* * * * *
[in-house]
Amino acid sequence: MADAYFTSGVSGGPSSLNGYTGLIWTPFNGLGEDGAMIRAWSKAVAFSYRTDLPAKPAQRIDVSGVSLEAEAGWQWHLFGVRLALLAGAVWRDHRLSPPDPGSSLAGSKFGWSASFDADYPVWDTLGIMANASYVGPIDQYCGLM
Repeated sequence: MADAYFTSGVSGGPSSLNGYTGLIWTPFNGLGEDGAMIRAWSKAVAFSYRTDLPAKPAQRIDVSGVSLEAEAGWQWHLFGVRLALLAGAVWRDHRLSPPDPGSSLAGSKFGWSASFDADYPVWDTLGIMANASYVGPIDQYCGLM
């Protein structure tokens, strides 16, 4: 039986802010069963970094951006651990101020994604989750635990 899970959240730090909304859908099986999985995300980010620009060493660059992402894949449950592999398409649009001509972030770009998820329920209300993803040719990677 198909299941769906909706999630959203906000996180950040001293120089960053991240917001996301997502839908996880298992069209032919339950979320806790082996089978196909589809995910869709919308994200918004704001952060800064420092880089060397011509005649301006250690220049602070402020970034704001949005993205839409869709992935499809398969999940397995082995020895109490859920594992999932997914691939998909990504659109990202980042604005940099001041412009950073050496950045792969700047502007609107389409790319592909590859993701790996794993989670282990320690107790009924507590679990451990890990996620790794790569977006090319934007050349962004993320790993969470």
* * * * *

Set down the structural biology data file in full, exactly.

[in-house]
Amino acid sequence: MADAYFTSGVSGGPSSLNGYTGLIWTPFNGLGEDGAMIRAWSKAVAFSYRTDLPAKPAQRIDVSGVSLEAEAGWQWHLFGVRLALLAGAVWRDHRLSPPDPGSSLAGSKFGWSASFDADYPVWDTLGIMANASYVGPIDQYCGLM
Repeated sequence: MADAYFTSGVSGGPSSLNGYTGLIWTPFNGLGEDGAMIRAWSKAVAFSYRTDLPAKPAQRIDVSGVSLEAEAGWQWHLFGVRLALLAGAVWRDHRLSPPDPGSSLAGSKFGWSASFDADYPVWDTLGIMANASYVGPIDQYCGLM
């Protein structure tokens, strides 16, 4: 039986802010069963970094951006651990101020994604989750635990 899970959240730090909304859908099986999985995300980010620009060493660059992402894949449950592999398409649009001509972030770009998820329920209300993803040719990677 198909299941769906909706999630959203906000996180950040001293120089960053991240917001996301997502839908996880298992069209032919339950979320806790082996089978196909589809995910869709919308994200918004704001952060800064420092880089060397011509005649301006250690220049602070402020970034704001949005993205839409869709992935499809398969999940397995082995020895109490859920594992999932997914691939998909990504659109990202980042604005940099001041412009950073050496950045792969700047502007609107389409790319592909590859993701790996794993989670282990320690107790009924507590679990451990890990996620790794790569977006090319934007050349962004993320790993969470």